You shall never see elsewhere...

I'm reading The California Deserts: An Ecological Rediscovery by Bruce Pavlik.  There is a chapter on the history of human interaction with California's deserts, and Mr. Pavlik has an excerpt from the writings of John Van Dyke, a professor who visited the California deserts and in 1902 wrote:

The desert has gone a-begging for a word of praise these many years.  It never had a sacred poet; it has in me only a lover.

Is then this great expanse of sand and rock the beginning of the end?  Is that the way our globe shall perish? Who can say? Nature plans the life, she plans the death; it must be that she plans aright.  For death may be the culmination of all character; and life but the process of development.  If so, then not in vain these wastes of sand.  The harsh destiny, the life-long struggle which they have imposed upon all the plants and birds, and animals have been but as the stepping-stones of character...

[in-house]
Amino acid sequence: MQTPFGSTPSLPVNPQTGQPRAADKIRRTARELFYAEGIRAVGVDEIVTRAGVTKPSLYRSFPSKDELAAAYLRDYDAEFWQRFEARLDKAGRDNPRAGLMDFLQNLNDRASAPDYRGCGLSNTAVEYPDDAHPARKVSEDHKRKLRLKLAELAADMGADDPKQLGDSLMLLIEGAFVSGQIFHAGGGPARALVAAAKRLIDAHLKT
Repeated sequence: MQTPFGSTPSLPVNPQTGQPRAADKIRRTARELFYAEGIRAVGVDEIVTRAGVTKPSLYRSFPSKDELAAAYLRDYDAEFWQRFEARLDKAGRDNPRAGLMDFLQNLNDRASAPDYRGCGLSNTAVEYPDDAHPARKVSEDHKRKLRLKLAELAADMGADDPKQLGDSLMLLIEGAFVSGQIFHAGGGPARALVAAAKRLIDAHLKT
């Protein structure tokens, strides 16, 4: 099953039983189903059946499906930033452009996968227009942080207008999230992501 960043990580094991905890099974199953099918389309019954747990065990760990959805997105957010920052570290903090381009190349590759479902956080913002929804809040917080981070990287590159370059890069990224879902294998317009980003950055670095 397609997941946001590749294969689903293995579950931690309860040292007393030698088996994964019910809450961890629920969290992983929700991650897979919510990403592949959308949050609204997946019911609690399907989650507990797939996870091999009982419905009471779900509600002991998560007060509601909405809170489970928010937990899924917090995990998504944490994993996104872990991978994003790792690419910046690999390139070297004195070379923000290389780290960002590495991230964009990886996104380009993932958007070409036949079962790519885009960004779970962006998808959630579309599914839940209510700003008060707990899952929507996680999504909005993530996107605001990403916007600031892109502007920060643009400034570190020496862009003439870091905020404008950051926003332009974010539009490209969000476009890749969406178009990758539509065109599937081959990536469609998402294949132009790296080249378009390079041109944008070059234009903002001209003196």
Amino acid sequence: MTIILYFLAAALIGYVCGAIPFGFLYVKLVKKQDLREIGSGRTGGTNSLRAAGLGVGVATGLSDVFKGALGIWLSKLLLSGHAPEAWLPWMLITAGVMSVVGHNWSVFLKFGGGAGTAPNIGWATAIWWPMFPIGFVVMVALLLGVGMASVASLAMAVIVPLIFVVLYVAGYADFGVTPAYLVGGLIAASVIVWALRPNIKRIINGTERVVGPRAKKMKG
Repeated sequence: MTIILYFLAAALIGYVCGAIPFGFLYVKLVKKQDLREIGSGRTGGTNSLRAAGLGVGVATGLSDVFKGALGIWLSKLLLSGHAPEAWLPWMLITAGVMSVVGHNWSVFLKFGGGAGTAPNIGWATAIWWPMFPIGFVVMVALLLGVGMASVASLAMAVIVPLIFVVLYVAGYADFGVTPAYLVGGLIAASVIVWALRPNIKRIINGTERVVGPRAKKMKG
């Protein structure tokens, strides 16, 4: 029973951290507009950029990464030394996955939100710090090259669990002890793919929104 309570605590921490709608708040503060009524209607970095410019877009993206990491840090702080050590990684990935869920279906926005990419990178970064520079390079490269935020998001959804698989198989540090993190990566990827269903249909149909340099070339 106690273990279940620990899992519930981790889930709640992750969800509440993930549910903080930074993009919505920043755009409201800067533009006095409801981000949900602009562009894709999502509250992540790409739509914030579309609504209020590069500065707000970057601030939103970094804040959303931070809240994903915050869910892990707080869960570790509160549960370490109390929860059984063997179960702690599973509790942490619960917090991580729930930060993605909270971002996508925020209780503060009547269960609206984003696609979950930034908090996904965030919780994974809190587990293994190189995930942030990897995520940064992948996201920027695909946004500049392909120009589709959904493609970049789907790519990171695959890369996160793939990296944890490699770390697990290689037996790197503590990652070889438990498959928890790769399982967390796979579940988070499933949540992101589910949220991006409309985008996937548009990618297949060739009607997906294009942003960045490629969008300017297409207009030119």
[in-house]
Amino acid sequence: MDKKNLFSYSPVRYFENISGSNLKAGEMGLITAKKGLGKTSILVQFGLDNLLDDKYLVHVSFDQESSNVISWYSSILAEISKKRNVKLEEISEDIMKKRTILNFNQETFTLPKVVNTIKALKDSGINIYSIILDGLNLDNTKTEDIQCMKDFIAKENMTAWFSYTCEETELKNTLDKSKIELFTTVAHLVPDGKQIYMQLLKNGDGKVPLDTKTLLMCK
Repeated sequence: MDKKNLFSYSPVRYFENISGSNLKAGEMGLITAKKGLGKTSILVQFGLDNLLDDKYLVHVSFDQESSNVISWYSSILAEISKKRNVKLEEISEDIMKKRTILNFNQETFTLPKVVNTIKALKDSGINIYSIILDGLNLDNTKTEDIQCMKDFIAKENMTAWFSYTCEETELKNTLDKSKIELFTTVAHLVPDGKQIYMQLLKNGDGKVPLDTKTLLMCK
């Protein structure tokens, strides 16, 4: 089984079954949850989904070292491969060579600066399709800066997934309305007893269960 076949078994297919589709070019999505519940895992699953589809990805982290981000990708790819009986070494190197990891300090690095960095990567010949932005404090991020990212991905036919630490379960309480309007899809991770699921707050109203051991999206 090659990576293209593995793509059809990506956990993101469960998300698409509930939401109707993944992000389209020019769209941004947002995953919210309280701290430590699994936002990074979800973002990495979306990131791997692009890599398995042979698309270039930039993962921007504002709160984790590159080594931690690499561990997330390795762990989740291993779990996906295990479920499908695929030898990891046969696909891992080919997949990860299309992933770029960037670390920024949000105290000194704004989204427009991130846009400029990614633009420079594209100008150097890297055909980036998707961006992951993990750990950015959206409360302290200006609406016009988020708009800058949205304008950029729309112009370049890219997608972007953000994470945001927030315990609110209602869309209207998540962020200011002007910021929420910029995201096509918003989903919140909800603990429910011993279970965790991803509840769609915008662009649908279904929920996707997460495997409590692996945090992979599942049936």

Not in vain these wastes of sand.  And this time not because they develop character in desert life, but simply because they are beautiful in themselves and good to look upon whether they be life or death.  In sublimity--the superlative degree of beauty--what land can equal the desert with its wide plains, its grim mountains, and its expanding canapoy of sky! You shall never see elsewhere as here the dome, the pinnacle, the minaret fretted with golden fire at sunrise and sunset; you shall never see elsewhere as here the sunset valleys swimming in pink and lilac haze, the great mesas and plateaus fading into blue distance, the gorges and canyons blanked full of purple shadow.  Never again shall you see such light and air and color; never such opaline mirage, such rosy dawn, such fiery twilight.  And wherever you go, by land or by sea, you shall not forget which you saw not but rather felt -- the desolation and the silence in the desert....

The deserts are not worthless wastes...The deserts should never be reclaimed.  They are breathing-spaces of the west and should be preserved forever.


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